In his farewell address President Ronald Reagan saw the U.S. as a New Jerusalem, the shining city upon a hill. The reference for the president’s patriotic speech was biblical. (See Mt. 5:14, Rev. 21:21) Reagan’s carefully crafted, sanctimonious American image still remains, but Reagan and U.S. responsibility for massive killings of indigenous people in the Central American civil wars have been quickly forgotten. (200,000 civilians killed in Guatemala - never publicized)
The Reagan legacy continues with Trump; only the bigotry, nationalism and militarism are out in the open with a deluge of threats and unapologetic vile rhetoric. With the ground of U.S. Democracy flooded with hate, where do we establish our roots?
Let us consider some thoughts of three courageous women during the time of the Second World War. A summary of their work can be found in the book, Three Women in Dark Times, Cornell University Press, 2000, Ithaca, NY by Sylvie Courtine-Denamy. All references in this article are to Courtine-Denamy’s book.
The three women, Simon Weil (1909 – 1943) Edith Stein (1891 – 1942) and Hannah Arendt (1906 – 1975), were recognized as outstanding philosophers in their own time. Simone Weil finished first in a Sorbonne general examination on philosophy ahead of notables Merleau–Ponty and Simone de Bouvoir.
The Three Women of Dark Times addresses the horrible events and politics of their era with courage and wisdom. Weil and Stein had an idealistic approach and Arendt a pragmatic and existential vision. The women were from Jewish families.
SIMON WEIL 1909 - 1943
Weil addressed the problem of “up-rootedness” by trying to establish a “universal” identity. She worked in factories and did farm labor to experience the alienation of the worker. She became mal-nourished because others did not have a sufficient diet. Simone Weil was hostile to Judaism in her attempt to be above race. Jewish scholars, Martin Buber and Levinas “underscore not only Weil’s profound misunderstanding of the Jewish religion but also her unfair treatment of it.” (143)
Weil warned that the rootlessness of our time tempts people to “belong unconditionally to a totalitarian system which gives them a solid illusion of inward unity.” (p. 142) She explained:
God’s children should love no fatherland short of the universe as a whole…one must uproot one’s self and have no native land… One can only be rooted in the absence of a definite place. (pp. 43-44)
Simone Weil tended toward pacifism, but opposed Hitler and fascism to the extent that she volunteered for the Spanish Republican Army to fight Franco in Spain’s Civil War. She died in England in 1943 of tuberculosis refusing to take nourishment. Weil, although close to Roman Catholicism, never requested baptism and maintained her “universal” identity.
EDITH STIEN 1891 - 1942
Edith Stein was a student and assistant to the founder of the philosophical method of Phenomenology, Edmund Husserl. She broke with Husserl over her Ph.D. dissertation on Empathy – Einfuhlung translated by a German professor as, “to feel into the feeling of another.”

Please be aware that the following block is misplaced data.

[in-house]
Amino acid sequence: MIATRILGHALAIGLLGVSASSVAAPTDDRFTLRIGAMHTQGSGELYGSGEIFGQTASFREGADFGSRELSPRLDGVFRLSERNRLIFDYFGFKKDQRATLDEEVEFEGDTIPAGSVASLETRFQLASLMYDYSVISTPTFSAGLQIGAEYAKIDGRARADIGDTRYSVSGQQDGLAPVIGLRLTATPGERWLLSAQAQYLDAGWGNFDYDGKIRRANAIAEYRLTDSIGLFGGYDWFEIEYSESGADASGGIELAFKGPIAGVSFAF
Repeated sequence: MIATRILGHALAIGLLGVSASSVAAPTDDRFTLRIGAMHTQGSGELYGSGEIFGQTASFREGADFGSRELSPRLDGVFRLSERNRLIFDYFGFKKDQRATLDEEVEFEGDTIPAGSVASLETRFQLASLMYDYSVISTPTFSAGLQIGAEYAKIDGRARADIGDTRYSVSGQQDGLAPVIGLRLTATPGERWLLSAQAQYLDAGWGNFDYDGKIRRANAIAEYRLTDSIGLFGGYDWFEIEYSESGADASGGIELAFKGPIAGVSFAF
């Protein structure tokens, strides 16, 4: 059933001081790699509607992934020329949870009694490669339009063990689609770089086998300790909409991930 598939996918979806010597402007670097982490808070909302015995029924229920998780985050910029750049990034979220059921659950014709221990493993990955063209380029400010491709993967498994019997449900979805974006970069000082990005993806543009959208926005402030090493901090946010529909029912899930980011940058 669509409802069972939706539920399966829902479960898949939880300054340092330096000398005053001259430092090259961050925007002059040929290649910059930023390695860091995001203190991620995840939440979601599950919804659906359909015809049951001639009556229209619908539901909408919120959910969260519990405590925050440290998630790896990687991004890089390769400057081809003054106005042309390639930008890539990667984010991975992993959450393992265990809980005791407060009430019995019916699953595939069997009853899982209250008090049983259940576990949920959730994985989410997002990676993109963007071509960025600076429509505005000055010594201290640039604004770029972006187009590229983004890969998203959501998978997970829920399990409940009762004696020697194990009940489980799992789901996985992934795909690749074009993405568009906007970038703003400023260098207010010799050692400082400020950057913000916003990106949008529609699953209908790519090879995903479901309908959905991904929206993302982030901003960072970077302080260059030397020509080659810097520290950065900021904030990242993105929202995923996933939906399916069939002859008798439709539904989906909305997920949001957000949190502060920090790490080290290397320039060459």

Was Stein’s “Empathy” opposed to Weil’s “Universalism”?
In 1922 Edith Stein converted to the Roman Catholicism. She saw faith and Thomistic Theology as the necessary confirmation for her philosophy. She never renounced her Jewish heritage but joined the Carmelite order of nuns in 1933. She took the name Benedicta of the Cross. In 1938 Edith Stein as Sister Benedicta of the Cross wrote a letter to Pope Pius XI asking for an Encyclical to defend the Jews. She never received an answer and the Encyclical was never written.
Her roots were in the Great Commandment of the Jewish Law, ‘Love God and love your neighbor as yourself including the stranger,’ (Dt. 6:3, Lv. 19:18, 33) however she expressed it as a Christian. She wrote, “For the Christian there is no such thing as a ‘stranger.’ There is only the neighbor, the person next to us, the person most in need of our help.” (p. 205)
Because she was Jewish she was executed by the Nazis at Auschwitz in 1942. Edith Stein was declared a Saint in 1998 by Pope John Paul II.
HANNAH ARENDT 1906 - 1975
Hannah Arendt was an associate of Martin Heidegger, one of the first and most renowned of the Existentialists. However, she could not give him a pass on his association with the Nazis.
Arendt agreed with Husserl that philosophy begins with the consciousness of the person, but this did not lead her into the idealism of Stein and or even that of Husserl and Heidegger. Action was crucial for her. She recounts a story of her childhood. She told her Rabbi that she feared that she had lost her faith. “Who is asking for it?” he replied. Jewish scholar Emmanuel Levinas commented, “What the Rabbi meant was - doing good is the act of faith in itself.” (p. 205) Arendt saw that action springs from humane loving friendship in an in-human world. Friends board an Ark like Noah and collaborate in action with those floating in companion Arks. (pp. 209-210) Hannah Arendt escaped to the United States in 1933. She believed strongly in the U.S. Constitution.
The three women, Simone Weil, Edith Stein, and Hannah Arendt did not curse their fate for having to live in the “Dark Times” of the 20th century. They not only accepted their fate, they loved it. A subtitle of the book, Three Women in Dark Times is ‘Amor fati – amor mundi’ – they loved their fate – they loved the world. (pp. 41- 52, 219-221)
A challenge of the prophet Micah is brought to mind.
Yahweh asks of you: only this, to act justly, to love tenderly, and walk humbly with your God. (Mi, 6:8)
The three women responded with classical philosophical writing to help in understanding a time which defies understanding. The universalism of Weil, the empathy of Stein, and the dedication to action of Arendt are only a tiny piece of their philosophical work, but an important aid to understanding and acting in our own dark times.